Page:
[ Back to EurekAlert! ] Public release date: 16-Feb-2003
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Contact: Monica Amarelo
mamarelo@aaas.org

Ginger Pinholster
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Prior to 13 February, 202-326-6440
As of 13 February, 303-228-8301

American Association for the Advancement of Science

Forensics bringing bacteria into the courtroom

DENVER, CO If bioterrorists are ever brought to trial, the evidence against them will depend on the painstaking work of a detective in a lab coat.

But will it be worth the effort?

Scientists at the annual meeting of the American Association for the Advancement of Science (AAAS) warn that such evidence will not be admissible unless researchers develop new molecular methods, such as genome sequencing, and adopt standardized methods and data.

"Today, there are cases that are more likely to come up in court. As a discipline, we need to be prepared," said Abigail Salyers, of the University of Illinois at Urbana-Champaign. "Let's be thinking ahead so we don't have an O.J. Simpson situation where the validity of the tests used to gather certain evidence (becomes) the focal point of a trial. We must put into place quality control and standards that provide proper validation and interpretation, so microbial evidence involving genetic information will be viewed acceptable in a courtroom."

Citing the recent attacks of anthrax sent through the mail, and the potential for other acts of bioterrorism, Salyers and her colleagues at a session held during the AAAS Annual Meeting called for the development of a comprehensive microbial forensics infrastructure.

In microbial forensics, researchers work to track down the source of a pathogen, whether in a criminal investigation of bioterrorism attacks or a study of naturally occurring disease outbreak, looking for molecular microbial signatures. These signatures are detected by measuring the polymorphisms, or variations, between microbial strains and are used to infer the origin, relationship, or transmission route of a particular isolate.

Recently, microbial forensics has been used in cases such as the alleged transmission of HIV from a Florida dentist to several patients. By sequencing viral fragments from the dentist and infected patients, they were able show that he most likely infected at least six of his patients with HIV.

And in 1993, the Japanese Aum Shinrikyo cult later responsible for releasing Sarin gas on a Tokyo subway tried unsuccessfully to release a variety of pathogens, including the anthrax bacterium, Bacillus anthracis.

Almost ten years later, Paul Keim, a genetics professor at Northern Arizona University, known for his work on the typing of bacterial strains, including those that cause anthrax and plague, got live cultures of the bacteria used in the Tokyo attack. Using DNA profiles, Keim's lab was able to identify the attack strain as one used in animal vaccinations, suggesting why the release had not resulted in health problems in the population in the release area.

In addition, Keim and colleagues at the Institute of Genome Research completed the genome sequence for the Bacillus anthracis isolate taken from Ray Stevens, the first anthrax letter victim. This was the first time researchers had used whole genome sequencing for the forensic identification of a particular pathogen strain.

But the recent anthrax attacks on the U.S. mail system raise a number of questions. If an individual were charged with the attacks, would the court be willing to convict him or her, using as evidence a variation in a genome sequence?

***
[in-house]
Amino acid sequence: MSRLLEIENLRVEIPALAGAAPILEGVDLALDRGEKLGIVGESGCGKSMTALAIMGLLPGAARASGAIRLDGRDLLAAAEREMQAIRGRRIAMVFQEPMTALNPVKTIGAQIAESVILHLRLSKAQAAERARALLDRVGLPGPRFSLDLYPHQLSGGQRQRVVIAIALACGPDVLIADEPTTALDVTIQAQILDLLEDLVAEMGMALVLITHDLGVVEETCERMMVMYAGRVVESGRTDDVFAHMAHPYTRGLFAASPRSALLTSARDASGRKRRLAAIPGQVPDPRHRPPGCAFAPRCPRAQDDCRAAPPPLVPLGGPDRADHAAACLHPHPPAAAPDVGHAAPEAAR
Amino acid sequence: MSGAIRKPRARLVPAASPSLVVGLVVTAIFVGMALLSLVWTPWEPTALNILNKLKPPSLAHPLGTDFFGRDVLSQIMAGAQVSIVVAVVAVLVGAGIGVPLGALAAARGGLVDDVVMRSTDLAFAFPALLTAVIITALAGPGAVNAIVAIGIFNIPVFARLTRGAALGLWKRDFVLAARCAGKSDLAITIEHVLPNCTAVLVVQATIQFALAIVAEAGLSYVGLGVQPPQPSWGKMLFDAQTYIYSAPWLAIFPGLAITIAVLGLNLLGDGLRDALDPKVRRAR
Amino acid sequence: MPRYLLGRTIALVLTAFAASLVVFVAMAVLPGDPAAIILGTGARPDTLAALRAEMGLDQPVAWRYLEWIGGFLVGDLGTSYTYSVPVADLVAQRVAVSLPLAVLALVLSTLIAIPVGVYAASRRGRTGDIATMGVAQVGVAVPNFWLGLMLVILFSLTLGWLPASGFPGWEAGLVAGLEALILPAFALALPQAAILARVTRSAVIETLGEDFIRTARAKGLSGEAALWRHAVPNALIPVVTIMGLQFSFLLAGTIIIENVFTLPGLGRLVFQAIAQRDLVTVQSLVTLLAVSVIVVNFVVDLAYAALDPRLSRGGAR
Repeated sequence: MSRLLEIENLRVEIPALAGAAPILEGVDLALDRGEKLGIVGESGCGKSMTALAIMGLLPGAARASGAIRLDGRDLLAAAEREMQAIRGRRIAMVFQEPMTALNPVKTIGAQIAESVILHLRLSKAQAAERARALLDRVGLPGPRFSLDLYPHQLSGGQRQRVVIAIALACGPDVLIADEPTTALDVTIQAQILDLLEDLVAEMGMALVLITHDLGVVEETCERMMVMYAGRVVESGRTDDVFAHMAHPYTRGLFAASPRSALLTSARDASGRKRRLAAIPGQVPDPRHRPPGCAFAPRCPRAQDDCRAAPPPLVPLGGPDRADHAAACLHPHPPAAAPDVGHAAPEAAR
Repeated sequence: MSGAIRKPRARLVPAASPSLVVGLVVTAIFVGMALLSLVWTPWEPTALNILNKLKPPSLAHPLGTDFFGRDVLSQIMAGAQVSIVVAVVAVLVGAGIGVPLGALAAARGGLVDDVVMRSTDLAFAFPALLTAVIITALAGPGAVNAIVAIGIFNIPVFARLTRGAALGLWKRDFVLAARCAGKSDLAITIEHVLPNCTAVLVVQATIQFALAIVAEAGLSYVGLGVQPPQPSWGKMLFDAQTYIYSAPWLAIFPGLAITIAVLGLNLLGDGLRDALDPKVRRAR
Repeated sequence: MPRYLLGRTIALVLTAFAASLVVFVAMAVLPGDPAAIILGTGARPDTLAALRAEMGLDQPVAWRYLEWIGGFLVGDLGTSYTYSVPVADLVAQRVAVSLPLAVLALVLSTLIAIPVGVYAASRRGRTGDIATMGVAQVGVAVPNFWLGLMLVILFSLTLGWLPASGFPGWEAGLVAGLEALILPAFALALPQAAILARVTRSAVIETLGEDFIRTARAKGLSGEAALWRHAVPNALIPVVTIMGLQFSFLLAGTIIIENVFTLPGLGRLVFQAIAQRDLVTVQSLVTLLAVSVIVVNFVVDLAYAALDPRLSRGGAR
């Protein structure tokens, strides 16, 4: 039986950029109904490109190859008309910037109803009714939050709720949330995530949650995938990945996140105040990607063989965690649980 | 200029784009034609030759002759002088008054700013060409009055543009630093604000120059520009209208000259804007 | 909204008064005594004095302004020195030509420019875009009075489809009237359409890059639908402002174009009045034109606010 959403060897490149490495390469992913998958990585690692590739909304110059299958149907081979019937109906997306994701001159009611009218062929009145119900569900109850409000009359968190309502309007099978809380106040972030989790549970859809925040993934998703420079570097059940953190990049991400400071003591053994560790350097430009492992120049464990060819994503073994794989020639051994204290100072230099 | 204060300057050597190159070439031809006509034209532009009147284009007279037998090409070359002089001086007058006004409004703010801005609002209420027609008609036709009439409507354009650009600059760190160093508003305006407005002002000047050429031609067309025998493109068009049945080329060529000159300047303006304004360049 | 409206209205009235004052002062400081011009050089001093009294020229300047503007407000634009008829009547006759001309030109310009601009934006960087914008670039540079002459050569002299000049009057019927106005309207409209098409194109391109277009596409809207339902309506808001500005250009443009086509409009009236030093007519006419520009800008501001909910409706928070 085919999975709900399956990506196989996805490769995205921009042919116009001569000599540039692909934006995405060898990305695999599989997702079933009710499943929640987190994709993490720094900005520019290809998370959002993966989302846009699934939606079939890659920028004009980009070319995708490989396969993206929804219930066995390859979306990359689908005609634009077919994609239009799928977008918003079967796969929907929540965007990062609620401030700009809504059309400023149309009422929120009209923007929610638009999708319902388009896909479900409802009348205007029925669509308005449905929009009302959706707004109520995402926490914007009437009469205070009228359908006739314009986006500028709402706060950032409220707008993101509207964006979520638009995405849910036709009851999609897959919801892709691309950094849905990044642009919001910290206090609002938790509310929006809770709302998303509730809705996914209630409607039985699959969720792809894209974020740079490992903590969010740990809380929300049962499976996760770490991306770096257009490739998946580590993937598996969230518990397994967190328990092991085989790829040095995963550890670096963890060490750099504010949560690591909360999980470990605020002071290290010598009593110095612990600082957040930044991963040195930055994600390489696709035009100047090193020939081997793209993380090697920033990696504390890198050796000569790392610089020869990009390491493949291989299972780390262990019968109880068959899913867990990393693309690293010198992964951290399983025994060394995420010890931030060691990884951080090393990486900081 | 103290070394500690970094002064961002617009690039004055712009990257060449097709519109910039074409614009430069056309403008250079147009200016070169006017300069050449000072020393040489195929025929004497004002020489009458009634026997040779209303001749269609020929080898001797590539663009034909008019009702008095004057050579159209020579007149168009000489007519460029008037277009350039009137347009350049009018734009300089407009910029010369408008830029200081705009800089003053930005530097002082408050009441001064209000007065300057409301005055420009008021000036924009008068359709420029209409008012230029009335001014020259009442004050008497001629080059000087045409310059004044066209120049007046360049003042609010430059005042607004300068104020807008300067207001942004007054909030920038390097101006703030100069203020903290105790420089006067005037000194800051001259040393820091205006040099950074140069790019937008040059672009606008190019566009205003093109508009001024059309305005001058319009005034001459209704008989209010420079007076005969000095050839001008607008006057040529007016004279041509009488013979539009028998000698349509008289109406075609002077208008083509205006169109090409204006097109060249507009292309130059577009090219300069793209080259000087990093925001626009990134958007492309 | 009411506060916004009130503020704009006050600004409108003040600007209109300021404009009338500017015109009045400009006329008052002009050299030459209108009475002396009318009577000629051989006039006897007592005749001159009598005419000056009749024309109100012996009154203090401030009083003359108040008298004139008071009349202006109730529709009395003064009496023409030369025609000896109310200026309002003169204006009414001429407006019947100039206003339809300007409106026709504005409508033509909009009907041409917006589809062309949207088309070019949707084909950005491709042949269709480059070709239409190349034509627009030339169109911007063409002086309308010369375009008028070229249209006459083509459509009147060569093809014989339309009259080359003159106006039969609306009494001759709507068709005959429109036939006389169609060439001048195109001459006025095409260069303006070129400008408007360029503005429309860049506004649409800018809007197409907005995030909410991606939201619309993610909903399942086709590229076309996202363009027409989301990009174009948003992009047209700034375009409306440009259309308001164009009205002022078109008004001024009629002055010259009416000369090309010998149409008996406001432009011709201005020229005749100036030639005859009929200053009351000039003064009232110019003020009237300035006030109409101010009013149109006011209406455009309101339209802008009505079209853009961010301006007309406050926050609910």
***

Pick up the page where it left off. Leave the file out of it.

Salyers, a professor of microbiology at the University of Illinois, noted that there are well-established criteria for evaluating and interpreting the results of classical microbiology methods such as cultivation or serological testing; she suggested that similar criteria should be developed for new molecular methods such as genome sequencing.

She added that in order for any new technology to be accepted as a useful tool for deciding important questions, it is essential to determine what standards should be applied to these new technologies.

Joseph Campos, Director of the Microbiology Laboratory at Children's National Medical Center, said that quality assurance standards for microbial forensics testing are under development and that he is drawing upon his experience in overseeing clinical microbiology laboratories to help formulate the standards.

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The American Association for the Advancement of Science (AAAS) is the world's largest general scientific society, and publisher of the journal, Science (www.sciencemag.org). AAAS was founded in 1848, and serves some 265 affiliated societies and academies of science, serving 10 million individuals. Science has the largest paid circulation of any peer-reviewed general science journal in the world, with an estimated total readership of one million. The non-profit AAAS (www.aaas.org) is open to all and fulfills its mission to "advance science and serve society" through initiatives in science policy; international programs; science education; and more. For the latest research news, log onto EurekAlert!, www.eurekalert.org, the premier science-news Web site, a service of AAAS.

MEDIA NOTE: Campos, Keim, Salyers, and other researchers will participate in a session entitled "Microbial Forensics: A Scientific Assessment" during the AAAS Annual Meeting in Denver, at the Denver Convention Center, 2:30 p.m. Mountain Time, Sunday, 16 February. They will brief journalists registered for the meeting at 3:00 p.m., U.S. Eastern Time, on Thursday, 14 February. Press registration is located in Room C101 of the convention center.



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